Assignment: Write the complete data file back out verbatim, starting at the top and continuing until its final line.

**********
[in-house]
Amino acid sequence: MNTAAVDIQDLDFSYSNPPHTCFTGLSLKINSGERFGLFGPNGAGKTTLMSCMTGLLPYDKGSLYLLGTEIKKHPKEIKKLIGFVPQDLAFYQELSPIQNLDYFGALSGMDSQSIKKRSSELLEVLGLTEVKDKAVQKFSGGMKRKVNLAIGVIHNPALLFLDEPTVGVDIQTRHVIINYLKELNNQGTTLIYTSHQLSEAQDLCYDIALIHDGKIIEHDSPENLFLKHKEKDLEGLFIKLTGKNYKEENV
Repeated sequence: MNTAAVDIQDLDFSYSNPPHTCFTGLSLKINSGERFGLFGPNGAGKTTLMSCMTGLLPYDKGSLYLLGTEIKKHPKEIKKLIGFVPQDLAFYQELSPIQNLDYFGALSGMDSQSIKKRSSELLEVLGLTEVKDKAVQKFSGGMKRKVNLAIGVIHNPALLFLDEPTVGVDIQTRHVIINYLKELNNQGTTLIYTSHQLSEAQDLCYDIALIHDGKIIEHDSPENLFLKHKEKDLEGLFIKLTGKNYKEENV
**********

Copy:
[in-house]
Amino acid sequence: MNTAAVDIQDLDFSYSNPPHTCFTGLSLKINSGERFGLFGPNGAGKTTLMSCMTGLLPYDKGSLYLLGTEIKKHPKEIKKLIGFVPQDLAFYQELSPIQNLDYFGALSGMDSQSIKKRSSELLEVLGLTEVKDKAVQKFSGGMKRKVNLAIGVIHNPALLFLDEPTVGVDIQTRHVIINYLKELNNQGTTLIYTSHQLSEAQDLCYDIALIHDGKIIEHDSPENLFLKHKEKDLEGLFIKLTGKNYKEENV
Repeated sequence: MNTAAVDIQDLDFSYSNPPHTCFTGLSLKINSGERFGLFGPNGAGKTTLMSCMTGLLPYDKGSLYLLGTEIKKHPKEIKKLIGFVPQDLAFYQELSPIQNLDYFGALSGMDSQSIKKRSSELLEVLGLTEVKDKAVQKFSGGMKRKVNLAIGVIHNPALLFLDEPTVGVDIQTRHVIINYLKELNNQGTTLIYTSHQLSEAQDLCYDIALIHDGKIIEHDSPENLFLKHKEKDLEGLFIKLTGKNYKEENV